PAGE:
|THE TRAINING WAS FOR EMERGENCY SITUATIONS LIKE THIS|
Partnering the National Emergency Managemt Agency (NEMA), Nigerian Navy (NN) and other agencies, the Office of the National Security Adviser (ONSA), yesterday in Lagos coordinated a crisis response training for agencies in the maritime sector.
Codenamed Exercise Ajowa, the emergency training which was carried out at eight nautical miles South-east of the Lagos Fairway Buoy, was done in conjunction with the European Critical Maritime Routes in the Gulf of Guinea (CRIMGO) to enhance interagency cooperation in maritime crisis situation.
Hosted by the Western Naval Command (WNC), under the command of the Flag Officer Commanding (FOC), Rear Admiral Sanmi Alade, with series of lectures on disaster management and National Disaster Response Plans, the exercise culminated into a sea exercise whereby all the necessary stakeholders had the simulation of the real-life situation.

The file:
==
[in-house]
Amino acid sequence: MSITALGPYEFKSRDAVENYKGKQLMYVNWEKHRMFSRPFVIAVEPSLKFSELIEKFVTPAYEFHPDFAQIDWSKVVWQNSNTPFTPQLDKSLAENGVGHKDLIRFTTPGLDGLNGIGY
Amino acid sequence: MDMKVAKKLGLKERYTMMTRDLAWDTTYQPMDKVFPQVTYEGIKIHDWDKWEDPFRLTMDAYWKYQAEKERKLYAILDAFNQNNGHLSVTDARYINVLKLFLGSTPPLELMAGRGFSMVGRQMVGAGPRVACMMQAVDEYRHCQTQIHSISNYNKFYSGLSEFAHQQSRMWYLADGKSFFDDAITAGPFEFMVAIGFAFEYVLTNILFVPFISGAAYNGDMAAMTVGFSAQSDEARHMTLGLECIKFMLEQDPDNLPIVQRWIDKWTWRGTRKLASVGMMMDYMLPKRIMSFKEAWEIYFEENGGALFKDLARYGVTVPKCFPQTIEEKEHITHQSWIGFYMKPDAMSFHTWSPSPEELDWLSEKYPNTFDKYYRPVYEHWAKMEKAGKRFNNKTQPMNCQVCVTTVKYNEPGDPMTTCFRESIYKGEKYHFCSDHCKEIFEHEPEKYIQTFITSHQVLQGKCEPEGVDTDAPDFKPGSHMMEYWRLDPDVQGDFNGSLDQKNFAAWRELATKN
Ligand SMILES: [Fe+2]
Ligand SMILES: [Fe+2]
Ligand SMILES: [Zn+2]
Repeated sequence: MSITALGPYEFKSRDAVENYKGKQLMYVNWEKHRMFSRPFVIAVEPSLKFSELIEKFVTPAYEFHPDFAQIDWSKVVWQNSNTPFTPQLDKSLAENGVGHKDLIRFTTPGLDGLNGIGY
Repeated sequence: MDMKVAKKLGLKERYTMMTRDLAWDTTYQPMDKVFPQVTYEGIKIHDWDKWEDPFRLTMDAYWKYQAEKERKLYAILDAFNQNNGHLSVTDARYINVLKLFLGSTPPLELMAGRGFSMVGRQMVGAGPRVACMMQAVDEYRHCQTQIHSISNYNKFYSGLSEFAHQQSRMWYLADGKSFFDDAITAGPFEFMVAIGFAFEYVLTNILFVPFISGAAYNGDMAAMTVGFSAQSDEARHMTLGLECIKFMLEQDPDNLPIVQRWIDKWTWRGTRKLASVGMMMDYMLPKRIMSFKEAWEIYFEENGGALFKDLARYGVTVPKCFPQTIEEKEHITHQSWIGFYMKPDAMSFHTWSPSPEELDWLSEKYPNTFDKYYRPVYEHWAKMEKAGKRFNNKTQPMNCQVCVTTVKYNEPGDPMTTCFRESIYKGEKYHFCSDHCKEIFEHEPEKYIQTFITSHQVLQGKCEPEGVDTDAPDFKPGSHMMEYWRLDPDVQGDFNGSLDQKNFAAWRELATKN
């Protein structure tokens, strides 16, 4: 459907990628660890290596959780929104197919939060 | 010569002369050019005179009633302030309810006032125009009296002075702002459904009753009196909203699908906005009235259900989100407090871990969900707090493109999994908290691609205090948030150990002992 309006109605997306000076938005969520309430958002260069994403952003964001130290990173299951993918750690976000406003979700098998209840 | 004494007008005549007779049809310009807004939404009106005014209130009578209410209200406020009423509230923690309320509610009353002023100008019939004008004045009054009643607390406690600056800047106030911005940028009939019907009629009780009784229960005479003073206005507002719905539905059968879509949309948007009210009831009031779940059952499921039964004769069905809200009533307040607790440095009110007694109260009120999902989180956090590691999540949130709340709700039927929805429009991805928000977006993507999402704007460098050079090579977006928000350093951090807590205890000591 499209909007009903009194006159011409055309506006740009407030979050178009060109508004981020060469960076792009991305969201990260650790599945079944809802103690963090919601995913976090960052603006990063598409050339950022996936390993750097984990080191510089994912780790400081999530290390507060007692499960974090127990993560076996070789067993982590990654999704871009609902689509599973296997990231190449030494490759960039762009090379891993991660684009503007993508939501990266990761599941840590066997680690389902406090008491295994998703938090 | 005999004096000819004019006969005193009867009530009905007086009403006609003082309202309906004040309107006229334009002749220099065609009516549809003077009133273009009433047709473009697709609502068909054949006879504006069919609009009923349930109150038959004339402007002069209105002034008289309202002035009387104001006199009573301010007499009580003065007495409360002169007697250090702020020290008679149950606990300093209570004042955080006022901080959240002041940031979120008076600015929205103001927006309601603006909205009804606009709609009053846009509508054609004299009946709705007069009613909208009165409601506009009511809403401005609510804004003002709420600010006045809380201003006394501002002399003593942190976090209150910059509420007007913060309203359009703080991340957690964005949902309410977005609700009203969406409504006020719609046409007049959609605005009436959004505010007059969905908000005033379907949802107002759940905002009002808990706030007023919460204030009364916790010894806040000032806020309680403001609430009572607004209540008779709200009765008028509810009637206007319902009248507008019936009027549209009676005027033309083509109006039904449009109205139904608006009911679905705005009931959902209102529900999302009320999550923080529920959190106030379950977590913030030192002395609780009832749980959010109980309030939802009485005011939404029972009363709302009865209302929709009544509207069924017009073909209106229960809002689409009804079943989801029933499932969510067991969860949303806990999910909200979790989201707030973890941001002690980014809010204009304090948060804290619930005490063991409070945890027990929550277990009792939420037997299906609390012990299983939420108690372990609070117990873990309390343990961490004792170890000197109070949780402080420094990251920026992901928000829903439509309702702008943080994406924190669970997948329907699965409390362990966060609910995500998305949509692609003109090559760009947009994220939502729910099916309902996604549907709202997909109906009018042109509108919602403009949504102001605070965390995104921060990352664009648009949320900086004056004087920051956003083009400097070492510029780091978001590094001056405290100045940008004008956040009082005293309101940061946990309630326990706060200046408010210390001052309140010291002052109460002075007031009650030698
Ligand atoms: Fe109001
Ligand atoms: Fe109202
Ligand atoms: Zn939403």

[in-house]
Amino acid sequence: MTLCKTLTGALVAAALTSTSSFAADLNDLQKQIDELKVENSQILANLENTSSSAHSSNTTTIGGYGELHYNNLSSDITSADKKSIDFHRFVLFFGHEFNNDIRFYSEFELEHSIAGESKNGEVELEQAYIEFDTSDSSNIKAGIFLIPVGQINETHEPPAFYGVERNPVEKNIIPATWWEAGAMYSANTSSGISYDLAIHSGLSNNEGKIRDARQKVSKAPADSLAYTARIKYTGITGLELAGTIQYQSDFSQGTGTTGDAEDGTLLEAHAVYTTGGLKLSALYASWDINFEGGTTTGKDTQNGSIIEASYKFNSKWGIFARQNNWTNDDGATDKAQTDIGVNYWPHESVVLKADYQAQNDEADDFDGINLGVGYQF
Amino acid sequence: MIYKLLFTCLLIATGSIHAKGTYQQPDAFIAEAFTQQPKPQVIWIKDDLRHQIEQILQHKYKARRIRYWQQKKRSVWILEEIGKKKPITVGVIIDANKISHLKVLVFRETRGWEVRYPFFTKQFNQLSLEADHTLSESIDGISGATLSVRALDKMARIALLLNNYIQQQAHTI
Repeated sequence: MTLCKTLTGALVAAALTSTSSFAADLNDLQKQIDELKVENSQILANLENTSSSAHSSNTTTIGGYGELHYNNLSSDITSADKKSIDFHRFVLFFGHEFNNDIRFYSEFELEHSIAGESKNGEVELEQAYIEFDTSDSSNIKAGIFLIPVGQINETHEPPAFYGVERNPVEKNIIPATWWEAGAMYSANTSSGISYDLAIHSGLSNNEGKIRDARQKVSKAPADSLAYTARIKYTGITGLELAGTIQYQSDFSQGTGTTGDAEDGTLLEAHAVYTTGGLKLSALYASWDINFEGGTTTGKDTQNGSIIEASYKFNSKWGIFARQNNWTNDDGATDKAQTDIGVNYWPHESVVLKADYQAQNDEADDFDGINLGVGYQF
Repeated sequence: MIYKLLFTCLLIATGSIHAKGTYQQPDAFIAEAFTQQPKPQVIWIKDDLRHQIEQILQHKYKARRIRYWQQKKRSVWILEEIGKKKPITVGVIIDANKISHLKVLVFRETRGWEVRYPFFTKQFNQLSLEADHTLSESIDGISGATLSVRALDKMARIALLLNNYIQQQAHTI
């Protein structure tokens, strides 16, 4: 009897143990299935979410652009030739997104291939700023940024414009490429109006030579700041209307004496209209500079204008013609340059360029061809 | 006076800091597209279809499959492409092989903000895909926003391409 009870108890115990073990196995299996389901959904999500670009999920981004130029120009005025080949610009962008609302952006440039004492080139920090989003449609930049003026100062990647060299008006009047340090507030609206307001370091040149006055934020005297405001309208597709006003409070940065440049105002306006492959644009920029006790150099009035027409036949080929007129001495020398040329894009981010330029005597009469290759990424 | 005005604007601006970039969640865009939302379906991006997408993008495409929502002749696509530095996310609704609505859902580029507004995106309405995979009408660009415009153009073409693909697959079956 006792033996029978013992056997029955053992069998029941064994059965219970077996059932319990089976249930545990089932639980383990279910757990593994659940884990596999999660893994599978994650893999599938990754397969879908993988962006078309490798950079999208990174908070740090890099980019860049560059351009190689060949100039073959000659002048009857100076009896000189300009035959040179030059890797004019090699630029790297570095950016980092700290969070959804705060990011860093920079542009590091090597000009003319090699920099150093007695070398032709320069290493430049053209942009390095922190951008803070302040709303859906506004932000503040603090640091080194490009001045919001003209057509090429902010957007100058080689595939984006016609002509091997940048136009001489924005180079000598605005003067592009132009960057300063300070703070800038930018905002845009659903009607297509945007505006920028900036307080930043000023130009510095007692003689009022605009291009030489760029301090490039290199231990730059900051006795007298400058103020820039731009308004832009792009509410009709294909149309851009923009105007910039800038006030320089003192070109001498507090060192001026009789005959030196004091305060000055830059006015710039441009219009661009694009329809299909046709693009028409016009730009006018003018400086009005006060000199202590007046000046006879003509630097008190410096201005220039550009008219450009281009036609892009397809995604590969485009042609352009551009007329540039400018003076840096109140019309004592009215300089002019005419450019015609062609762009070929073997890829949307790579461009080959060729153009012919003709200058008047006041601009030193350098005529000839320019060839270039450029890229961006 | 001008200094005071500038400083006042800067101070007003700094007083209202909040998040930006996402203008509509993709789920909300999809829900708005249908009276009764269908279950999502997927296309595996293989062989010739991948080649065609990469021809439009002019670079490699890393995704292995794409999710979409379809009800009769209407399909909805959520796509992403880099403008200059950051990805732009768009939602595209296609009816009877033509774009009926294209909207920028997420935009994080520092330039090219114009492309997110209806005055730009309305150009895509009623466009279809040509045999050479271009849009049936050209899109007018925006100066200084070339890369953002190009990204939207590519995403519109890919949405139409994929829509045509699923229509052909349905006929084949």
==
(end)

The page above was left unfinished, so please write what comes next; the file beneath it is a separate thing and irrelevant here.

Other agencies that took part in the exercise were the Nigeria Ports Authority (NPA), Nigerian Custom Service (NCS), maritime arm of the Nigeria Police, Nigerian Immigration Service (NIS) and Nigerian Maritime and Safety Agency (NIMASA).
Speaking with journalists, the FOC, Rear Admiral Alade said, "At sea, a scenario based on a maritime disaster played out and various agencies acted out their parts in the rescue operation, the objective, which was to assess the level of coordination of agencies in response to a maritime disaster.
"It is part of the National strategy to enhance national response to disasters and it is hoped that as we go along, the objectives of this partnership will be greatly enhanced."
The Project Coordinator, European Union CRIMGO, Eric Glotin, said the exercise is a collaboration whereby seven different agencies work together to solve the challenges that arise in emergency situations.
He said, "We have three aims for this exercise and one is operation, the second is assessment and the third is communication in crisis. It is important because security is paramount.
"We are here to support in two ways, one of which is to have a proper picture of response to emergency and the other is to teach how to communicate with the press in emergency situations because many stakeholders are not prepared to communicate with the press."